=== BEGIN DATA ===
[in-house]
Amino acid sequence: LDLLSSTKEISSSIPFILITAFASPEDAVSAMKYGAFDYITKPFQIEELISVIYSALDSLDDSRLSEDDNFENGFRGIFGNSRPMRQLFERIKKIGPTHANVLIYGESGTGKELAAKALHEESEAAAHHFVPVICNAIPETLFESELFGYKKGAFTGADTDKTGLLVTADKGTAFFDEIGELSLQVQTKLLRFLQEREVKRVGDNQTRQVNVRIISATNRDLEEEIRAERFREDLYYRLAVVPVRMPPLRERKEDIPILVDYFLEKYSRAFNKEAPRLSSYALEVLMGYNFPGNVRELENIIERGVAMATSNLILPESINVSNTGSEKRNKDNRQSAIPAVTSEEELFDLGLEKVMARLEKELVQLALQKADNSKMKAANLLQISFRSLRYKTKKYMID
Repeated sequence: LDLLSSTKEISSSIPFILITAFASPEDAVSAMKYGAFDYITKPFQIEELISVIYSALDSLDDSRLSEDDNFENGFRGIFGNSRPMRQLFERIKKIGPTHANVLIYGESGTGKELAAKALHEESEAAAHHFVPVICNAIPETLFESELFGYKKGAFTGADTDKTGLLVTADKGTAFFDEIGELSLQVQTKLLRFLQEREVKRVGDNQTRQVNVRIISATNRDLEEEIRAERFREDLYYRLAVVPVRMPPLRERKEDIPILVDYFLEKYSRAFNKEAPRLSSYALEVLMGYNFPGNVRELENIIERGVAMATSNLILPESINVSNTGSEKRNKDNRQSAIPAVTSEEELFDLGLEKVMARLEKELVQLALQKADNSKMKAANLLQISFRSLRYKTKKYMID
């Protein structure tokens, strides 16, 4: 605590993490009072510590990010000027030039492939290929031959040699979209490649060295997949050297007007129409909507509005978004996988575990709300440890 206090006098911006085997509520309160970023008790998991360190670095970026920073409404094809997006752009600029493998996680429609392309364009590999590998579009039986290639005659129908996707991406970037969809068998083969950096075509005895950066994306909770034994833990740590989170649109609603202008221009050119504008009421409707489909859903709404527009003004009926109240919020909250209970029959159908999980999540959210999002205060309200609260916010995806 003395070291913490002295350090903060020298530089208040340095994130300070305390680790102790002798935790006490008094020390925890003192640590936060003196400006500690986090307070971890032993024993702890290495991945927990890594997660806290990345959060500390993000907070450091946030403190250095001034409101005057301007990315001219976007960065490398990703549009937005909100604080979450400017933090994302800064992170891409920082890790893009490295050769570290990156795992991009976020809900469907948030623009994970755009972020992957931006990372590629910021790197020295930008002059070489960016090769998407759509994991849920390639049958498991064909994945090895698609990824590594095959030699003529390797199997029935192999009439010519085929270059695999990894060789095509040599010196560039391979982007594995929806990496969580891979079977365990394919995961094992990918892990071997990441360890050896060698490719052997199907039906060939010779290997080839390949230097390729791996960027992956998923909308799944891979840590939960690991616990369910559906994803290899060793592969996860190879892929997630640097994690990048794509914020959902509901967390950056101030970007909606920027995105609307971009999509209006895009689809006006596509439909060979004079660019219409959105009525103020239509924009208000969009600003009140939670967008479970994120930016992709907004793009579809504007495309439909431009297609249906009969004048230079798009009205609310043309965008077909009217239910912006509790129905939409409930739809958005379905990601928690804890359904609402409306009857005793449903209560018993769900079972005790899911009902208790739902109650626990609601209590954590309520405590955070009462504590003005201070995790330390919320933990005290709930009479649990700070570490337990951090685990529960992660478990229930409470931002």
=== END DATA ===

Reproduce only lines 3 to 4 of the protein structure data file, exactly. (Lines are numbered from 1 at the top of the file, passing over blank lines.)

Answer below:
Repeated sequence: LDLLSSTKEISSSIPFILITAFASPEDAVSAMKYGAFDYITKPFQIEELISVIYSALDSLDDSRLSEDDNFENGFRGIFGNSRPMRQLFERIKKIGPTHANVLIYGESGTGKELAAKALHEESEAAAHHFVPVICNAIPETLFESELFGYKKGAFTGADTDKTGLLVTADKGTAFFDEIGELSLQVQTKLLRFLQEREVKRVGDNQTRQVNVRIISATNRDLEEEIRAERFREDLYYRLAVVPVRMPPLRERKEDIPILVDYFLEKYSRAFNKEAPRLSSYALEVLMGYNFPGNVRELENIIERGVAMATSNLILPESINVSNTGSEKRNKDNRQSAIPAVTSEEELFDLGLEKVMARLEKELVQLALQKADNSKMKAANLLQISFRSLRYKTKKYMID
């Protein structure tokens, strides 16, 4: 605590993490009072510590990010000027030039492939290929031959040699979209490649060295997949050297007007129409909507509005978004996988575990709300440890 206090006098911006085997509520309160970023008790998991360190670095970026920073409404094809997006752009600029493998996680429609392309364009590999590998579009039986290639005659129908996707991406970037969809068998083969950096075509005895950066994306909770034994833990740590989170649109609603202008221009050119504008009421409707489909859903709404527009003004009926109240919020909250209970029959159908999980999540959210999002205060309200609260916010995806 003395070291913490002295350090903060020298530089208040340095994130300070305390680790102790002798935790006490008094020390925890003192640590936060003196400006500690986090307070971890032993024993702890290495991945927990890594997660806290990345959060500390993000907070450091946030403190250095001034409101005057301007990315001219976007960065490398990703549009937005909100604080979450400017933090994302800064992170891409920082890790893009490295050769570290990156795992991009976020809900469907948030623009994970755009972020992957931006990372590629910021790197020295930008002059070489960016090769998407759509994991849920390639049958498991064909994945090895698609990824590594095959030699003529390797199997029935192999009439010519085929270059695999990894060789095509040599010196560039391979982007594995929806990496969580891979079977365990394919995961094992990918892990071997990441360890050896060698490719052997199907039906060939010779290997080839390949230097390729791996960027992956998923909308799944891979840590939960690991616990369910559906994803290899060793592969996860190879892929997630640097994690990048794509914020959902509901967390950056101030970007909606920027995105609307971009999509209006895009689809006006596509439909060979004079660019219409959105009525103020239509924009208000969009600003009140939670967008479970994120930016992709907004793009579809504007495309439909431009297609249906009969004048230079798009009205609310043309965008077909009217239910912006509790129905939409409930739809958005379905990601928690804890359904609402409306009857005793449903209560018993769900079972005790899911009902208790739902109650626990609601209590954590309520405590955070009462504590003005201070995790330390919320933990005290709930009479649990700070570490337990951090685990529960992660478990229930409470931002």